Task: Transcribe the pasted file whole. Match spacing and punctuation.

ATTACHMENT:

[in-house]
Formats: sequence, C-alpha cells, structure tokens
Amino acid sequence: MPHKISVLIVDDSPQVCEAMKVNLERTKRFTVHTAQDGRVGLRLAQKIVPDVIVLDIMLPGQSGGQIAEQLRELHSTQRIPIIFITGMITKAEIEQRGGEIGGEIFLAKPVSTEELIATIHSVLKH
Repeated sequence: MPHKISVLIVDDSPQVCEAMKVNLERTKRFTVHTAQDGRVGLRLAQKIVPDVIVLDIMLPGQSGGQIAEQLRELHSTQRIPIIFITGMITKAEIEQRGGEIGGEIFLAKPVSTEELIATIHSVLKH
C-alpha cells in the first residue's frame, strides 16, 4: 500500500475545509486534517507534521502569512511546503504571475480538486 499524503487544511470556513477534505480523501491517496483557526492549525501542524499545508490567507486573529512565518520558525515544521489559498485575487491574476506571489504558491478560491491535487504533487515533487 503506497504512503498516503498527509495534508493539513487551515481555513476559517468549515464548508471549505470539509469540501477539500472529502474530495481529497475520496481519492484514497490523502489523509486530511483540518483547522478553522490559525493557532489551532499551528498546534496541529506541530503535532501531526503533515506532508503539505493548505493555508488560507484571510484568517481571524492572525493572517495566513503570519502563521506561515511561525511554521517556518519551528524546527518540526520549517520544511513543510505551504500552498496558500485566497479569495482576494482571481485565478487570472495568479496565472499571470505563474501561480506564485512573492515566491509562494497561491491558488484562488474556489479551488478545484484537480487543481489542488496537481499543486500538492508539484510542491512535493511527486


[in-house]
Formats: sequence, C-alpha cells, structure tokens
Amino acid sequence: MPHKISVLIVDDSPQVCEAMKVNLERTKRFTVHTAQDGRVGLRLAQKIVPDVIVLDIMLPGQSGGQIAEQLRELHSTQRIPIIFITGMITKAEIEQRGGEIGGEIFLAKPVSTEELIATIHSVLKH
Repeated sequence: MPHKISVLIVDDSPQVCEAMKVNLERTKRFTVHTAQDGRVGLRLAQKIVPDVIVLDIMLPGQSGGQIAEQLRELHSTQRIPIIFITGMITKAEIEQRGGEIGGEIFLAKPVSTEELIATIHSVLKH
C-alpha cells in the first residue's frame, strides 16, 4: 500500500475545509486534517507534521502569512511546503504571475480538486 499524503487544511470556513477534505480523501491517496483557526492549525501542524499545508490567507486573529512565518520558525515544521489559498485575487491574476506571489504558491478560491491535487504533487515533487 503506497504512503498516503498527509495534508493539513487551515481555513476559517468549515464548508471549505470539509469540501477539500472529502474530495481529497475520496481519492484514497490523502489523509486530511483540518483547522478553522490559525493557532489551532499551528498546534496541529506541530503535532501531526503533515506532508503539505493548505493555508488560507484571510484568517481571524492572525493572517495566513503570519502563521506561515511561525511554521517556518519551528524546527518540526520549517520544511513543510505551504500552498496558500485566497479569495482576494482571481485565478487570472495568479496565472499571470505563474501561480506564485512573492515566491509562494497561491491558488484562488474556489479551488478545484484537480487543481489542488496537481499543486500538492508539484510542491512535493511527486